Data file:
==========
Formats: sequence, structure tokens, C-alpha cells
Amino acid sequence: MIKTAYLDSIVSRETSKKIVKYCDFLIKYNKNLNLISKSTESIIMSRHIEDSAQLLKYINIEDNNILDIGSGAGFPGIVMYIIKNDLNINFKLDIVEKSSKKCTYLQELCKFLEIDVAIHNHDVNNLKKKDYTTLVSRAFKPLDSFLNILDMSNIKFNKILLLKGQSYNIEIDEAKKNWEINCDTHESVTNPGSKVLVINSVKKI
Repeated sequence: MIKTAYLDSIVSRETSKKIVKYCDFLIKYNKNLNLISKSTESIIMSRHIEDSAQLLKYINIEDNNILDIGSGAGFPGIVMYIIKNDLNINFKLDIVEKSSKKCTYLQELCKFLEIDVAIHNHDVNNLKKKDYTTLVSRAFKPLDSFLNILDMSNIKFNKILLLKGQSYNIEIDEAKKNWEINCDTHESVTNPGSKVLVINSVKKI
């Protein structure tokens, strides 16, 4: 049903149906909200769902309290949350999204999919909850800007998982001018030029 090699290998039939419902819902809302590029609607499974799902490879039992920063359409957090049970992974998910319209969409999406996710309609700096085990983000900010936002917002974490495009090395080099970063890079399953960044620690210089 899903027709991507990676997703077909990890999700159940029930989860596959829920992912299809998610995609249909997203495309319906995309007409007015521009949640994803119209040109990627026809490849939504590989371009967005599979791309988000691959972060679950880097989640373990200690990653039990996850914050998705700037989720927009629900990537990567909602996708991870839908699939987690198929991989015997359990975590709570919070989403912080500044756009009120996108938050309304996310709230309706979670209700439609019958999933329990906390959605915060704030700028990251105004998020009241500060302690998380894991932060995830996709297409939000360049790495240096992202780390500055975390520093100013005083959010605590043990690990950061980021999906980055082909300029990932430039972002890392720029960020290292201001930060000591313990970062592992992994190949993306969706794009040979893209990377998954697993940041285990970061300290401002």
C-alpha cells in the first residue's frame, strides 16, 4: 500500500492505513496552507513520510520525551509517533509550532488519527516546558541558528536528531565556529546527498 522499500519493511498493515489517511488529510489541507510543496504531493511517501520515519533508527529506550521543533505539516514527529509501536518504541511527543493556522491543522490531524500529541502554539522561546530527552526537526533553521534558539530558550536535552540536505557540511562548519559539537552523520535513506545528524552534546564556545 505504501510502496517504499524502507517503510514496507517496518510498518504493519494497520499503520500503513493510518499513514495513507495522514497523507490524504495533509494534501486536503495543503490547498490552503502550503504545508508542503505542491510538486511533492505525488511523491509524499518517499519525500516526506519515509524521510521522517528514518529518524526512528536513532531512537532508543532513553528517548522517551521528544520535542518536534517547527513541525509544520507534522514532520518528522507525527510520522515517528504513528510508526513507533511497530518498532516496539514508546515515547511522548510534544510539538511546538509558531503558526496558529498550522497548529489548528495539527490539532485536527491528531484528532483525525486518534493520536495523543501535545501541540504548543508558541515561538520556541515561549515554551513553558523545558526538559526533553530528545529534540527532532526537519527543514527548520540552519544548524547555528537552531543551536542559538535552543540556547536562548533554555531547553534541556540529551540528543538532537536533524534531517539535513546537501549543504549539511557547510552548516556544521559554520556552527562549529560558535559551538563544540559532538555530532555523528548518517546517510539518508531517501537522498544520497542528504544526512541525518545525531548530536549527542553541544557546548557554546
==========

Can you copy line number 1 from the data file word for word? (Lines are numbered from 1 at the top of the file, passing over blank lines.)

Formats: sequence, structure tokens, C-alpha cells